Everyone is entitled to his own opinion, but not to his own facts.
--Daniel Patrick Moynihan

August 4, 2011

The Door From Reality to Etheria

By David K. Shipler

Years ago, a simple footpath encircled the island. I believe this without being certain. Perhaps I am remembering what I merely wished had been true, but I would like to think that I used to circumnavigate this island on foot without difficulty. The trail led clearly as it does now from the little beach on the northeast corner clockwise along the eastern length, meandering through spruce woods close enough to the shore to see the sparkle of the water through the trees, then around the southern tip, slightly inland up the western side, and finally to the sweeping flat rocks on the north. Surely I walked that route with ease.

Today, however, the pathway disappears at the southern end, and a search takes you into thick growth and a tangle of blowdowns that have been uprooted and snapped like matchsticks in the raging winter storms that we summer people never see. I cannot get through, and the trail is so thoroughly gone that I wonder if it was ever there. Now if I want to continue all around the island, I am forced onto difficult boulders on the western shore. Or I can turn back to retrace my steps up the eastern side. If I do that, however, if I give up and take the easy path back, then I return through the door to reality.

You see, something quite unusual has happened here. This island is small and uninhabited, a jewel in an archipelago on the coast of Maine. In a gesture to that endangered concept known as the common good, the owners maintain the path to a certain degree, and visitors who come ashore in their own boats treat the island gently—no fires, no trash.

That in itself is not so uncommon in these parts. Many (not all) island owners are generous, and many (not all) people who take to boats love and care for the pristine coast. What is special about this island is that when no one is looking, fairies also come, it seems, and build little houses of bark and sticks on stumps and rocks, sometimes with moss or a sprig of spruce for a roof. These fairy houses come and go, appearing and disappearing throughout the summer. (By the way, children also come and go on their parents’ boats.)

Several years ago, a rather large fairy, evidently, or a whole troop of them (or flock or team or whatever fairy groups are called) made the pathway into a passage. If you land at that northeastern beach, which is just a pocket of sand tucked surprisingly into the rough granite coast, and take the trail southward along the eastern side of the island, you suddenly come to an old wooden door, once painted white on the side you first see. It is standing across the path, held erect by driftwood boards fashioned into a sturdy door frame and nailed to two trees that straddle the trail. There is no wall, of course, just the door. You could walk around it if you wished by just stepping off the path.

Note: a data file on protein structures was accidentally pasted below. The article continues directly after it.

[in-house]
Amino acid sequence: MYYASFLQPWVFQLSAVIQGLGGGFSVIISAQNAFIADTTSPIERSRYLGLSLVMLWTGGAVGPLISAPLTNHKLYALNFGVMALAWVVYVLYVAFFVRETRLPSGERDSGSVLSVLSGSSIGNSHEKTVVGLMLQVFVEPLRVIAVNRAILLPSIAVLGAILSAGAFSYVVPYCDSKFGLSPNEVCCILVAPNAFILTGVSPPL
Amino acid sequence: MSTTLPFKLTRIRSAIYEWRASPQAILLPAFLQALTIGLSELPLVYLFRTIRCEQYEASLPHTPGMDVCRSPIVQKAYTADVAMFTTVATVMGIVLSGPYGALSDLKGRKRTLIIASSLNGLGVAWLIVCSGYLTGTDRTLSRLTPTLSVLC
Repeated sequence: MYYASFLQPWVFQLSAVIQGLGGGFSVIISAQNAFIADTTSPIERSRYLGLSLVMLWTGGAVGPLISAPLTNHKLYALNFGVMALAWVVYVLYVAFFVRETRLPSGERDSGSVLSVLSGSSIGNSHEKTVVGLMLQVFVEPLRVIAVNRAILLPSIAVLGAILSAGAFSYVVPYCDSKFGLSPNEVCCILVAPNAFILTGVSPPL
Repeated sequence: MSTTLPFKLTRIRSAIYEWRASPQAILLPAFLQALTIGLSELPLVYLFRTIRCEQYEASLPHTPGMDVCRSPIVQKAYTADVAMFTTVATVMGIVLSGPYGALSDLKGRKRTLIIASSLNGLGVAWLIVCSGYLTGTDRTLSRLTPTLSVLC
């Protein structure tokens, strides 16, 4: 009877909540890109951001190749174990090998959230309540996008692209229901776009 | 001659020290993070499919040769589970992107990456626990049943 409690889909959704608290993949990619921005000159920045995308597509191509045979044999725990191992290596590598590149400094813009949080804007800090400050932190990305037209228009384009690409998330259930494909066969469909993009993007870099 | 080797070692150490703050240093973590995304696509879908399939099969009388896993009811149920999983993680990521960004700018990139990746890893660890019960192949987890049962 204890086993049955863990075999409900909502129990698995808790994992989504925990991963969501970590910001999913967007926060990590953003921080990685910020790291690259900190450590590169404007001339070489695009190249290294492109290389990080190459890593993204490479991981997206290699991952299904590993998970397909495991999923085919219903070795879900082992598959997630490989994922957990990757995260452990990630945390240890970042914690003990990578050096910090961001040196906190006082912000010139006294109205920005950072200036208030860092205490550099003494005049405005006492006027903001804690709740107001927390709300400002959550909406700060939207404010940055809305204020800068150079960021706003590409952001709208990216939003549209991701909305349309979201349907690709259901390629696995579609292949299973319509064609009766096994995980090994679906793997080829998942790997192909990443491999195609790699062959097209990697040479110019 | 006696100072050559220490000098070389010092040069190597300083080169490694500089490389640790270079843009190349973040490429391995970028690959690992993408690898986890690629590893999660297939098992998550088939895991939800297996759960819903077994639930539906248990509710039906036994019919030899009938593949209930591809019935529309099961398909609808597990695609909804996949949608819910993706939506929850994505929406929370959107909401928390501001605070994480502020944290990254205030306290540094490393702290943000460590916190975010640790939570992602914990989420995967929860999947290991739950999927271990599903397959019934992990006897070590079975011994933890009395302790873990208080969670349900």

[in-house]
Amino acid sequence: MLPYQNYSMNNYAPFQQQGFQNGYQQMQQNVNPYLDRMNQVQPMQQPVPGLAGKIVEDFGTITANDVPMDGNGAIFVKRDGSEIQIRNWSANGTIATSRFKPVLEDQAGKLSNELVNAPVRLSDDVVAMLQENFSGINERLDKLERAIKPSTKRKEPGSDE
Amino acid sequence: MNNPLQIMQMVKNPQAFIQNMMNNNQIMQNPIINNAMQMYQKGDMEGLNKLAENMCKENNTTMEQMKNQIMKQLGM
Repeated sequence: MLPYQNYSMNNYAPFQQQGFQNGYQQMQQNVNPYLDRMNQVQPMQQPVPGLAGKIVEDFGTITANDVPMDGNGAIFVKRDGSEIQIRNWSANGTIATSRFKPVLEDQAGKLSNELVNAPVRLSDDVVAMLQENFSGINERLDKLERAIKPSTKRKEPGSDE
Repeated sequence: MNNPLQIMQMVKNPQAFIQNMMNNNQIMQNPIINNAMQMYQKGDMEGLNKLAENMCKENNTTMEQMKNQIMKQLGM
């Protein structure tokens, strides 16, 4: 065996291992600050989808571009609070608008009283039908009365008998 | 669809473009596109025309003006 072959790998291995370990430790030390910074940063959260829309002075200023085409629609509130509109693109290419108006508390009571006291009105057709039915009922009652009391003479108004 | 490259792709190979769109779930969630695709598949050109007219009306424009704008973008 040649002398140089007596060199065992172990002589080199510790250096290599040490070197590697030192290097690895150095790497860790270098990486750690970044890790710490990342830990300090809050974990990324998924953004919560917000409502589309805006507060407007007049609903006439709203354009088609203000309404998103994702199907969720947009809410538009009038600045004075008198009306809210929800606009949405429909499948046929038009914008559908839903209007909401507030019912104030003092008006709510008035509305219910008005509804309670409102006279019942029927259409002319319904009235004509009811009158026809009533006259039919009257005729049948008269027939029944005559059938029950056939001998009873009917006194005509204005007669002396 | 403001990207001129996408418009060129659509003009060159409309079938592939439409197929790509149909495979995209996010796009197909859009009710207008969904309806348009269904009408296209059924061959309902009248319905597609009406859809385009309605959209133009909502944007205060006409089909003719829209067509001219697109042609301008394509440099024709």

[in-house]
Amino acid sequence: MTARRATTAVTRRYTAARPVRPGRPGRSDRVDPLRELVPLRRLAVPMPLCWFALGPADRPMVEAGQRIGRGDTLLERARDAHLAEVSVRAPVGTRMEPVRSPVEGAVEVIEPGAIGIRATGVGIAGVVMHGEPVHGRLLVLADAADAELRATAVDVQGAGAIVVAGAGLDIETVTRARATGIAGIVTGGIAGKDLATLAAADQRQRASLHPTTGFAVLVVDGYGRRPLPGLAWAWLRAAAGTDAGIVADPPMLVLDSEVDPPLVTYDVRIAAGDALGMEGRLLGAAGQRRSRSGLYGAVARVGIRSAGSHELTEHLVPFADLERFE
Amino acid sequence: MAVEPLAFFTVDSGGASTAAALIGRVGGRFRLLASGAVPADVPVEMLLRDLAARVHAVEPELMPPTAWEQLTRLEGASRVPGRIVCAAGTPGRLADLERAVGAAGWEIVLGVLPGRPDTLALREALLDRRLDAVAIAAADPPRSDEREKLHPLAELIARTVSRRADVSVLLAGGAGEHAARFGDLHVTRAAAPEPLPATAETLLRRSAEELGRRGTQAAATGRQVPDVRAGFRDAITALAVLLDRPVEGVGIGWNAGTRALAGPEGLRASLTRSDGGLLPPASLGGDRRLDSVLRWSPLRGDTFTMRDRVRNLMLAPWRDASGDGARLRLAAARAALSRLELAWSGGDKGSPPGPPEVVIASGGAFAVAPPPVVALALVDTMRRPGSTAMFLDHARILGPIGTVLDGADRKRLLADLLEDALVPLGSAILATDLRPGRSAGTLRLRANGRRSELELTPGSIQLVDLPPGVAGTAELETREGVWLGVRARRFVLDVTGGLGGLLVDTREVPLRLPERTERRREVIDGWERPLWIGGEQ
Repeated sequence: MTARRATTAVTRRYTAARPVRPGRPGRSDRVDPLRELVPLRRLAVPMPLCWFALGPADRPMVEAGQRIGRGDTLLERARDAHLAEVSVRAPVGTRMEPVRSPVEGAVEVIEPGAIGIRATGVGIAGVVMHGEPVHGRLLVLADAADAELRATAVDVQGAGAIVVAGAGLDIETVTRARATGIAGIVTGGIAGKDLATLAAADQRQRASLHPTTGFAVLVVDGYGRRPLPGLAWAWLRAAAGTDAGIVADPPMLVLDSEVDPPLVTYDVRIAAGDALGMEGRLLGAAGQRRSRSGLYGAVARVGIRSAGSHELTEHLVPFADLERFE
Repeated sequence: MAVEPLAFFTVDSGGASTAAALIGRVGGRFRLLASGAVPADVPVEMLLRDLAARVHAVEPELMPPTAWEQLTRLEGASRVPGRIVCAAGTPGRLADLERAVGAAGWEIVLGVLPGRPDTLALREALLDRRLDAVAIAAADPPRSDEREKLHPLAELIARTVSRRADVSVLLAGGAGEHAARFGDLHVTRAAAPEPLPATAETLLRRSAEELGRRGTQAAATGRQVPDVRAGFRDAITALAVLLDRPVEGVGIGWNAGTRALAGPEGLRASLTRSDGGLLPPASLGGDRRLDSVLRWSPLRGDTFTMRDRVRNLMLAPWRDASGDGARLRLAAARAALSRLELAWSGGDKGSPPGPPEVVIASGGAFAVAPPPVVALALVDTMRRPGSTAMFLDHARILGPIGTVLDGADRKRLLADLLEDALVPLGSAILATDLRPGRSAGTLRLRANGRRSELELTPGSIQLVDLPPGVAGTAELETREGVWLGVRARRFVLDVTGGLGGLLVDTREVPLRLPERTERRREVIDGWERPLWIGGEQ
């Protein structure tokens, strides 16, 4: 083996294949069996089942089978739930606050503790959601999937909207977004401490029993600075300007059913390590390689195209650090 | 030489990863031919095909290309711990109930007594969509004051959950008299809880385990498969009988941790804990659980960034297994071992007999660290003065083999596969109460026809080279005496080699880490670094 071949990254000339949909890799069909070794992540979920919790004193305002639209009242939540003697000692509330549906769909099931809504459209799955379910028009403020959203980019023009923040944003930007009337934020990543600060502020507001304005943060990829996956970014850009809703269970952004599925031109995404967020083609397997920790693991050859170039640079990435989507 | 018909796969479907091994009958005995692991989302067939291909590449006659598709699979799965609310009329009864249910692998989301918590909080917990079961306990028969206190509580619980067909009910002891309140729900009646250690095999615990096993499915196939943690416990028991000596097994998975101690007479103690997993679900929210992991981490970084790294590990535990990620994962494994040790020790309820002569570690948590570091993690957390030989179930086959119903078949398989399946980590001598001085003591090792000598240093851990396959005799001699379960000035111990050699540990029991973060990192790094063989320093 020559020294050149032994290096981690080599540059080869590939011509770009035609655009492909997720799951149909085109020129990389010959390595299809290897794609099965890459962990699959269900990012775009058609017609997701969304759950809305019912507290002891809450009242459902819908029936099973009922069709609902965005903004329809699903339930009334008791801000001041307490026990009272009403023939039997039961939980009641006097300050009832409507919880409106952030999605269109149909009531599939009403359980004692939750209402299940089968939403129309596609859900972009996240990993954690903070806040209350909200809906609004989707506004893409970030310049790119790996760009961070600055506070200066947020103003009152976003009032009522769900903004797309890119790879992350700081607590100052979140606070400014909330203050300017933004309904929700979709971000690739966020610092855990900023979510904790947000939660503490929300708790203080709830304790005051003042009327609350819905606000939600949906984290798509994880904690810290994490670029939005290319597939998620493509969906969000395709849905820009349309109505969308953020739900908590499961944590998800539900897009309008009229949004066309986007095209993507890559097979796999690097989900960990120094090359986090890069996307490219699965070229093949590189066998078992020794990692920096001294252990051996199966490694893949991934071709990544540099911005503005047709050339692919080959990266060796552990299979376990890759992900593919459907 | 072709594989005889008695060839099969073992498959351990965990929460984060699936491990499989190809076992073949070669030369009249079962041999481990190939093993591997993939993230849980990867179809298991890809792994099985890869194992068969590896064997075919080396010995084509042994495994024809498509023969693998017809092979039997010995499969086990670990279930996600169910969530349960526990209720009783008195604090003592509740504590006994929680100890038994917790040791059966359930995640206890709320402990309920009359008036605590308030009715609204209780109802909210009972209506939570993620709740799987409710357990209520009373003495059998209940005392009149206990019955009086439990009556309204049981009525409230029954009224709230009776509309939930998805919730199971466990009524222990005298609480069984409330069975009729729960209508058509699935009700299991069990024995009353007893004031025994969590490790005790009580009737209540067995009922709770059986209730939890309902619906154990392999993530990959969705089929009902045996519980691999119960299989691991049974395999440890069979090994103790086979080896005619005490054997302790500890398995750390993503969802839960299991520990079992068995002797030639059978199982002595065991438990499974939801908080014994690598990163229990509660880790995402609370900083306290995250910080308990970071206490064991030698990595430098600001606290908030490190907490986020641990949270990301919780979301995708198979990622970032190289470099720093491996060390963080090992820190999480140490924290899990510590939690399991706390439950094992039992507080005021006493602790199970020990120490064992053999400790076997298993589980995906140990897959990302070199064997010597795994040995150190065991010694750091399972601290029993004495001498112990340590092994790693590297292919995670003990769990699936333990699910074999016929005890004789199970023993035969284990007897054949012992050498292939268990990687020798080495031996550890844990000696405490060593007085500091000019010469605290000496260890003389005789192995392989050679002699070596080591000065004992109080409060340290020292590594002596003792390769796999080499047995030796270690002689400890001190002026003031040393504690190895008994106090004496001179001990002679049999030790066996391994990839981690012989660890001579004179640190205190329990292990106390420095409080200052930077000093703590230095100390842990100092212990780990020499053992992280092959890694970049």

But you wouldn’t want to do that. You wouldn’t want to avoid the door, because the fairies—presumably the fairies--have painted on it in big letters, “Etheria.” Grab the knob, swing the door open, step through, and you plunge into dark thick woods as comforting and alluring as your imagination can imagine. Etheria.

Look back, and you see the other side the door, with the word “Reality” in dark letters against a weathered green, and an arrow pointing back the way you came.

So you see why you would not want to retrace your steps when the path disappears. Before it vanishes, the trail will take you through lighter woods, nearer to the shore, and to another small beach whose sand on close inspection turns out to be made of millions of tiny bits of shell. If the tide is out, you may see that mild waves have drawn in the sand concentric arcs the shape of rainbows. Then, where the path ends, if you make the effort to press ahead with the circumnavigation by continuing around the granite shore, you can return to the northern beach where you began without ever having to go back through the door to reality.

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